You’re coming in from the outside of the whole ASUA spectrum. We’ve seen a lot of candidates who have backgrounds in ASUA. You’re coming in from Pima Community College and from Phoenix College. How do you see your outsider role going into the campaign?

    My outside perspective would be an advantage, because especially in the times that we are in now, we need to come up with creative ways to evolve and advance our university and the community around us. From the inside, you may get in such a narrow mind where creativity is not sparked to its fullest limit. For me, I’m coming from the outside with the big picture – narrowing my focus into a small area with the big picture in mind. So I can give something – as long as I understand what its purpose is – immense direction in relationship to other clubs, organizations and the administration just from my perspective.

    You come in and decide to just go for the whole thing, with the presidential candidacy. Why not start out warming up with maybe a senatorial candidacy-

    (interrupts) I have been warming up my whole life. I wouldn’t just jump into something that I didn’t think I could tackle … I’ve always been involved with community doing volunteer work with PBS, the Andre House, which is a food shelter (in Phoenix), Habitat for Humanity, even raising money for the Phoenix Children’s Hospital … Whether I win this election or not, I’m still going to take large leaps for what I believe in … I always continue to look to advance, because I’m not perfect – not even damn close. But I definitely have the best intentions.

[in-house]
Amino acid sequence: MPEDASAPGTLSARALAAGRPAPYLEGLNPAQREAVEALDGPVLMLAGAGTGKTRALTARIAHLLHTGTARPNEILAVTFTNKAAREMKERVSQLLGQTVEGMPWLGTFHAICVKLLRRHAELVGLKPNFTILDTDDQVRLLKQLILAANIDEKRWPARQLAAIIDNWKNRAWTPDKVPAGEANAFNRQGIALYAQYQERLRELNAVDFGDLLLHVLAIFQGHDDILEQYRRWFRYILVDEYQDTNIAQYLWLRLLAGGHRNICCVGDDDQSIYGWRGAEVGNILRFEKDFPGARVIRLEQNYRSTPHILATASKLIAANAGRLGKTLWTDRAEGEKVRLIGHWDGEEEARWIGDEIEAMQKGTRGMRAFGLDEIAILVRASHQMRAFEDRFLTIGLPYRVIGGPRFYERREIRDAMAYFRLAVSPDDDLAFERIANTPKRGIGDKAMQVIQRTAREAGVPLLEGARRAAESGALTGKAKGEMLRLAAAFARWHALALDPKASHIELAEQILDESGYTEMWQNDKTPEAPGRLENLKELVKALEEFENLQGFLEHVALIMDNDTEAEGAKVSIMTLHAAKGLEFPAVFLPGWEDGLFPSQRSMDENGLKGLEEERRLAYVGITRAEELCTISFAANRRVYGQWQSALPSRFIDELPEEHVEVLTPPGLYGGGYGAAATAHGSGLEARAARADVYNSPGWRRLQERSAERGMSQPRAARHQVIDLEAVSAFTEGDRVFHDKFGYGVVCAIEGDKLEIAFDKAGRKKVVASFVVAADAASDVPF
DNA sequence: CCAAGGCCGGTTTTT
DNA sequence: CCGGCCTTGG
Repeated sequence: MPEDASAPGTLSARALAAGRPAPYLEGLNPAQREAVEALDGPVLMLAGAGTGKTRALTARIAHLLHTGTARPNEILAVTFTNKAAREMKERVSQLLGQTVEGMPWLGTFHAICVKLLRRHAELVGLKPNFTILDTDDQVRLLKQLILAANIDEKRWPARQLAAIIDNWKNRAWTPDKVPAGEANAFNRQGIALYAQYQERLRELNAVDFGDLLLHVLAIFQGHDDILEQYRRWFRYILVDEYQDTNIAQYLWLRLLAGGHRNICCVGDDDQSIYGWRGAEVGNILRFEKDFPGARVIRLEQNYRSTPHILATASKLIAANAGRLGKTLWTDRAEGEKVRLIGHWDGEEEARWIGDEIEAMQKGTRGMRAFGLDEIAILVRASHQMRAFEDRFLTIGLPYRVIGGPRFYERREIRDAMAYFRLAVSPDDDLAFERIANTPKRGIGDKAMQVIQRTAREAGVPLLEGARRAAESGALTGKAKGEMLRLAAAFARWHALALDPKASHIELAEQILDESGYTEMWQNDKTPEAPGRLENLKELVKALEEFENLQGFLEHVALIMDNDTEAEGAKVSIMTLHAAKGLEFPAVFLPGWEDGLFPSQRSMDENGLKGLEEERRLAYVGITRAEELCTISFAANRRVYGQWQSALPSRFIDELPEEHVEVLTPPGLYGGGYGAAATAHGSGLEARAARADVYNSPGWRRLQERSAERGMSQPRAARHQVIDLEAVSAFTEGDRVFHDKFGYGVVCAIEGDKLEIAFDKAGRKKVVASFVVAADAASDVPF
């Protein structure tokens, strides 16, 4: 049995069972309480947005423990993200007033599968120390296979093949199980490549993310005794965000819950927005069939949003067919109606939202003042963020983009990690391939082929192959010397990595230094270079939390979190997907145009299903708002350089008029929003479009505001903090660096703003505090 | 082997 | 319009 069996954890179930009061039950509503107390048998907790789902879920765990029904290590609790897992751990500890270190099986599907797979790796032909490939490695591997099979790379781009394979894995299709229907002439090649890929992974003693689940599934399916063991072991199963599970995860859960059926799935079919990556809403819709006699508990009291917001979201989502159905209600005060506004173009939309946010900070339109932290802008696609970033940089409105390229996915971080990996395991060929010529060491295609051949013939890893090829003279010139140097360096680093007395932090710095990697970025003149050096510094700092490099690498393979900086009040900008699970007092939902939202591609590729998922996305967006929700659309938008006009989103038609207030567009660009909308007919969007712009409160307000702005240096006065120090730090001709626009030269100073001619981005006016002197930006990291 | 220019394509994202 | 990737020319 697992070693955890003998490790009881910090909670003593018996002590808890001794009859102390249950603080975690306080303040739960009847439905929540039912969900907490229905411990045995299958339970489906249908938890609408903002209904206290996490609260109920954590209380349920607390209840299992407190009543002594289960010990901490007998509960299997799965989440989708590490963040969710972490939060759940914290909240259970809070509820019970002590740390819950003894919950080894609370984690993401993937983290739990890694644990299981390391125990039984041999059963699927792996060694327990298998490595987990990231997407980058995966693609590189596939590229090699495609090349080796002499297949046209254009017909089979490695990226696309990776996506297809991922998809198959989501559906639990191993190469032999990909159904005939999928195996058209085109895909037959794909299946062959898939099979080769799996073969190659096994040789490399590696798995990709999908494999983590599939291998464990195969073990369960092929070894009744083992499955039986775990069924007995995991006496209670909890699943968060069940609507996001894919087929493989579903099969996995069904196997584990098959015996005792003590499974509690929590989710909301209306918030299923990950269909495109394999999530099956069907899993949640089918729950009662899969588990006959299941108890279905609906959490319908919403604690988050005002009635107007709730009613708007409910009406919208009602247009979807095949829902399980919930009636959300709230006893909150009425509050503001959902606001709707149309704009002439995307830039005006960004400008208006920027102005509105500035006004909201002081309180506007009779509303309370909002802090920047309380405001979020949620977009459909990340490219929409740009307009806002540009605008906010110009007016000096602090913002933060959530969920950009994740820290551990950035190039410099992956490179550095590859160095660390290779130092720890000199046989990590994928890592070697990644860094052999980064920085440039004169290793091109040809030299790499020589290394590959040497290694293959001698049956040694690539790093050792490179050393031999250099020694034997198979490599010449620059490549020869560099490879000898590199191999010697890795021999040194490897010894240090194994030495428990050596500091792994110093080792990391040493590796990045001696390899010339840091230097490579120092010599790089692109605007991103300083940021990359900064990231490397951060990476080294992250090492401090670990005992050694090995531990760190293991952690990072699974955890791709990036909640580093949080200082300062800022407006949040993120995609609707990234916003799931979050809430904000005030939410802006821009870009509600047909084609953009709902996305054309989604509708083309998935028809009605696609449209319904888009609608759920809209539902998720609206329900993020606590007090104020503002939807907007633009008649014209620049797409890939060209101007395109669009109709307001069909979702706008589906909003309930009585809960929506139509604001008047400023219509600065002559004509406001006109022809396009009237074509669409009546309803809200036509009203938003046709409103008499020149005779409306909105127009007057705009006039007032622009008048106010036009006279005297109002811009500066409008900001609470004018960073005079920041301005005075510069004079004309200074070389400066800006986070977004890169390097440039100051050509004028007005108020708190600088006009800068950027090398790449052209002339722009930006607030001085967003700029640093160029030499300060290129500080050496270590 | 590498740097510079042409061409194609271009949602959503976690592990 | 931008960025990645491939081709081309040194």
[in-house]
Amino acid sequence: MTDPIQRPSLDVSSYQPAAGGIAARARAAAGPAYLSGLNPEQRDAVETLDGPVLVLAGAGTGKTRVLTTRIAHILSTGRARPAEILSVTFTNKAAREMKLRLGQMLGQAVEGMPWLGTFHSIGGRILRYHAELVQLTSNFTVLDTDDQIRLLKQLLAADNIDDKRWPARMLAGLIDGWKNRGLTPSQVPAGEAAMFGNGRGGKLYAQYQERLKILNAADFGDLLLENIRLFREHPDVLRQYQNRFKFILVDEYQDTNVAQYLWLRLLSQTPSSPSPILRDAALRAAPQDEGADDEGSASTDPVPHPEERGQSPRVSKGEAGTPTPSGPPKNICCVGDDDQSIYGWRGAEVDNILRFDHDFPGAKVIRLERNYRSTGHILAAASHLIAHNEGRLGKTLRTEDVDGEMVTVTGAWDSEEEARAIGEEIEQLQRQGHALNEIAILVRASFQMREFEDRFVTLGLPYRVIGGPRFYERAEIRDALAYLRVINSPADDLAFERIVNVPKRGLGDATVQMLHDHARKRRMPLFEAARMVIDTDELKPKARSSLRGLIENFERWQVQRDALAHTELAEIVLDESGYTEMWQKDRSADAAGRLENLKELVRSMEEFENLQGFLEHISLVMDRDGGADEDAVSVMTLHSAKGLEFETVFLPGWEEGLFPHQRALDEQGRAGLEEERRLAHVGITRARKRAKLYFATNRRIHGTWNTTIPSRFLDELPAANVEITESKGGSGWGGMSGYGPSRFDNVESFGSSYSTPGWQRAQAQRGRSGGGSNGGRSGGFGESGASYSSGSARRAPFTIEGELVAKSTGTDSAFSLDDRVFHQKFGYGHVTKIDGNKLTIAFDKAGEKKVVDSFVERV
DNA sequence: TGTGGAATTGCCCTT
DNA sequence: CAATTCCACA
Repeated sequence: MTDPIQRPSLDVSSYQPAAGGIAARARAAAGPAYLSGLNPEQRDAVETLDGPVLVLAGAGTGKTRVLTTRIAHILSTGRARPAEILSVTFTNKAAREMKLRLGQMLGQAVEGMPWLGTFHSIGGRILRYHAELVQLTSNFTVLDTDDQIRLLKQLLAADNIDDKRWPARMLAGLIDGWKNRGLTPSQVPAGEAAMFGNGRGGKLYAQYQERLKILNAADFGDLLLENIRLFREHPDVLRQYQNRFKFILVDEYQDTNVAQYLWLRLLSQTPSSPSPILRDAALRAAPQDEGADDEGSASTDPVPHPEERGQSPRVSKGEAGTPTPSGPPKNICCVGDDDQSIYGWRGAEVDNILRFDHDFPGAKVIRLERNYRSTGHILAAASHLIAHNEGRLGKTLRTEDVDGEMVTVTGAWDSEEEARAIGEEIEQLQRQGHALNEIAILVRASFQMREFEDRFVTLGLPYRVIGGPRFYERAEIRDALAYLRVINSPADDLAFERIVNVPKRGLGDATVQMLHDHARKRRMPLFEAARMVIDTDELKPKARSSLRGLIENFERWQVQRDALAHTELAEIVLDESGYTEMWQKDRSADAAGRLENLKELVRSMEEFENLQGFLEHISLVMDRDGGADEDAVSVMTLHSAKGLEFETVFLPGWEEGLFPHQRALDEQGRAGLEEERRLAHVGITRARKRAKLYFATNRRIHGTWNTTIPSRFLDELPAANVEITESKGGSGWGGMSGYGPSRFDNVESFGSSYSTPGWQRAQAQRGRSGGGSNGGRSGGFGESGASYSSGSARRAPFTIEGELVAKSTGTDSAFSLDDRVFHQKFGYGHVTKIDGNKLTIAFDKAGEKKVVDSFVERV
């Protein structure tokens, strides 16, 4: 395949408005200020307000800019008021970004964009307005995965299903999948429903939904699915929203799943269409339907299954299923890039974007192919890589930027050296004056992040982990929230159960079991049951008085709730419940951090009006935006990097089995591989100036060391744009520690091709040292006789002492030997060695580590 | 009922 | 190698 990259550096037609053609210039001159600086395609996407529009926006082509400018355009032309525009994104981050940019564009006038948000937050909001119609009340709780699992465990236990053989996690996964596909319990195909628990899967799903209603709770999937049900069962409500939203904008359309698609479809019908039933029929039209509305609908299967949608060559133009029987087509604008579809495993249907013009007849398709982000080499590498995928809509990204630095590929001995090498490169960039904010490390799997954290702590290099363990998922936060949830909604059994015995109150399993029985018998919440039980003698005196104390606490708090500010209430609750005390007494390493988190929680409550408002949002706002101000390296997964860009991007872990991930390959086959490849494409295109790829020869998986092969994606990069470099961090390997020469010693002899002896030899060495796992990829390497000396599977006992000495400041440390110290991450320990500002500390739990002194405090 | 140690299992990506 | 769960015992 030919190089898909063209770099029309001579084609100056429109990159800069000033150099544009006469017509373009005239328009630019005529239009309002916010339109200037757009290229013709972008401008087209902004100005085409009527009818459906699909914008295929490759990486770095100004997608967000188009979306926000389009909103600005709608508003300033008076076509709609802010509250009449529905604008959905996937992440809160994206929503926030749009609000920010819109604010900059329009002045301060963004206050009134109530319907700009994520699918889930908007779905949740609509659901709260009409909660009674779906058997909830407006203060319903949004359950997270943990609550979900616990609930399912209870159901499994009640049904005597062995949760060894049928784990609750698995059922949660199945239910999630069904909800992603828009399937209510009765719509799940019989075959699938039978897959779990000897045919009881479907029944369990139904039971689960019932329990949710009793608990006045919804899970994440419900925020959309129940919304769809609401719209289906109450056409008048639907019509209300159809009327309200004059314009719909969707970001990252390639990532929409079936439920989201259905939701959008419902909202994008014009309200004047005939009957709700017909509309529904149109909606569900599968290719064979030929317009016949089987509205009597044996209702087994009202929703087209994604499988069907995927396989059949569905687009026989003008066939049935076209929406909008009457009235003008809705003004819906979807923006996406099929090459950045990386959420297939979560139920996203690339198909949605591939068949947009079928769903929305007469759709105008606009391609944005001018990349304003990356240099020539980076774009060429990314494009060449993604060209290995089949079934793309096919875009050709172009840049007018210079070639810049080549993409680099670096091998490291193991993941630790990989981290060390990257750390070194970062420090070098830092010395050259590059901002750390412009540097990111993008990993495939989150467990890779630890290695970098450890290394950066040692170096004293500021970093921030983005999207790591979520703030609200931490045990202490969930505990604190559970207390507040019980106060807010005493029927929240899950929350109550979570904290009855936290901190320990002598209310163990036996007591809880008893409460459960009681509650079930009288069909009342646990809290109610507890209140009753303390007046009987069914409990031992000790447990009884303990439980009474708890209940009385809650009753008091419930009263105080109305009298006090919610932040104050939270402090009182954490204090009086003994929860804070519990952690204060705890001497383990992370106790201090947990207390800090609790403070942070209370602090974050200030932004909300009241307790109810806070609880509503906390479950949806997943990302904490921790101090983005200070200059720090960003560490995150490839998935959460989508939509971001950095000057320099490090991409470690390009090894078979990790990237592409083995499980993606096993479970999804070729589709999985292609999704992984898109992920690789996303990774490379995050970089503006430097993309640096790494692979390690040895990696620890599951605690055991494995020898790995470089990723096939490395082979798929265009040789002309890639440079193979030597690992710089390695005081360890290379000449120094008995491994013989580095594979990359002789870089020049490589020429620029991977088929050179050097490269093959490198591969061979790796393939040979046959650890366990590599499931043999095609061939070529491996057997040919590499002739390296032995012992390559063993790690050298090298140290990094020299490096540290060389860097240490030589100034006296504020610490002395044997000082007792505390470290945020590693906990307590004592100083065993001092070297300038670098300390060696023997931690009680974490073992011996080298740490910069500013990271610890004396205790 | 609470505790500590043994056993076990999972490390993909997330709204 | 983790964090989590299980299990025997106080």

Chris Nagata
    “”What makes me more qualified is, I definitely have the experience as far as ASUA is concerned, and just overall U of A experience.””

    Daily Wildcat: What do you think makes you the best presidential candidate, and what do you think qualifies you for the office?

    Chris Nagata: What makes me the best candidate is I’m extremely passionate about student service. Furthermore, what makes me more qualified is, I definitely have the experience as far as ASUA is concerned, and just overall U of A experience.

    What’s something you, if you’re elected, and the rest of the Senate can do to ease the pain with things like rising tuition, fees, budget cuts?